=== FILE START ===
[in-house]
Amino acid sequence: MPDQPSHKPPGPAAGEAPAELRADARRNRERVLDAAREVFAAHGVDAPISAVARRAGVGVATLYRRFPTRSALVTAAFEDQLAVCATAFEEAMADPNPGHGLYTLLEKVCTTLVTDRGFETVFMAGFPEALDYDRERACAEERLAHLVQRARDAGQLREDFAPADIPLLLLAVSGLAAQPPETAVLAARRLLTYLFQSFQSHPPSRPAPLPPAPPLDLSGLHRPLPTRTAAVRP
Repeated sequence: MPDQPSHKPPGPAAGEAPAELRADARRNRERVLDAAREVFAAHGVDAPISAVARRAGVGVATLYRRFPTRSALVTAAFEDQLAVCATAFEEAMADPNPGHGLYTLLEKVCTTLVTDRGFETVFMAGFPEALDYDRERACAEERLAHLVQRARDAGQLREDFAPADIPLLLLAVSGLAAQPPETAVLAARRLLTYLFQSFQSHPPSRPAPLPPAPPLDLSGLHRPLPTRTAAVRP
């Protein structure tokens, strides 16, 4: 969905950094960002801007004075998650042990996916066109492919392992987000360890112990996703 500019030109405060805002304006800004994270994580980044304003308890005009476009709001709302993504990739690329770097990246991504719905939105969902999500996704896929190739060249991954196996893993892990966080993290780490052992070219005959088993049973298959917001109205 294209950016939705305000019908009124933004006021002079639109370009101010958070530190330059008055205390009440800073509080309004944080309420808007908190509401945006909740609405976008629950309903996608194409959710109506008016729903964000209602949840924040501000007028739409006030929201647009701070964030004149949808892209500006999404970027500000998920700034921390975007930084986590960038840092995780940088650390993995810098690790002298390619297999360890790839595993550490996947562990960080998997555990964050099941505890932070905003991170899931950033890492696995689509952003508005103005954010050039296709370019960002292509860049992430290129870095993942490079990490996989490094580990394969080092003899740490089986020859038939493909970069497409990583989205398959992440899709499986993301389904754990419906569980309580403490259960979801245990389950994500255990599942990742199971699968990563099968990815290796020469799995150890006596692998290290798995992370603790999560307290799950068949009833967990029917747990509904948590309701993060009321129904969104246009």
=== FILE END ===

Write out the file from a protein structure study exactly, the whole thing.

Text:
[in-house]
Amino acid sequence: MPDQPSHKPPGPAAGEAPAELRADARRNRERVLDAAREVFAAHGVDAPISAVARRAGVGVATLYRRFPTRSALVTAAFEDQLAVCATAFEEAMADPNPGHGLYTLLEKVCTTLVTDRGFETVFMAGFPEALDYDRERACAEERLAHLVQRARDAGQLREDFAPADIPLLLLAVSGLAAQPPETAVLAARRLLTYLFQSFQSHPPSRPAPLPPAPPLDLSGLHRPLPTRTAAVRP
Repeated sequence: MPDQPSHKPPGPAAGEAPAELRADARRNRERVLDAAREVFAAHGVDAPISAVARRAGVGVATLYRRFPTRSALVTAAFEDQLAVCATAFEEAMADPNPGHGLYTLLEKVCTTLVTDRGFETVFMAGFPEALDYDRERACAEERLAHLVQRARDAGQLREDFAPADIPLLLLAVSGLAAQPPETAVLAARRLLTYLFQSFQSHPPSRPAPLPPAPPLDLSGLHRPLPTRTAAVRP
């Protein structure tokens, strides 16, 4: 969905950094960002801007004075998650042990996916066109492919392992987000360890112990996703 500019030109405060805002304006800004994270994580980044304003308890005009476009709001709302993504990739690329770097990246991504719905939105969902999500996704896929190739060249991954196996893993892990966080993290780490052992070219005959088993049973298959917001109205 294209950016939705305000019908009124933004006021002079639109370009101010958070530190330059008055205390009440800073509080309004944080309420808007908190509401945006909740609405976008629950309903996608194409959710109506008016729903964000209602949840924040501000007028739409006030929201647009701070964030004149949808892209500006999404970027500000998920700034921390975007930084986590960038840092995780940088650390993995810098690790002298390619297999360890790839595993550490996947562990960080998997555990964050099941505890932070905003991170899931950033890492696995689509952003508005103005954010050039296709370019960002292509860049992430290129870095993942490079990490996989490094580990394969080092003899740490089986020859038939493909970069497409990583989205398959992440899709499986993301389904754990419906569980309580403490259960979801245990389950994500255990599942990742199971699968990563099968990815290796020469799995150890006596692998290290798995992370603790999560307290799950068949009833967990029917747990509904948590309701993060009321129904969104246009």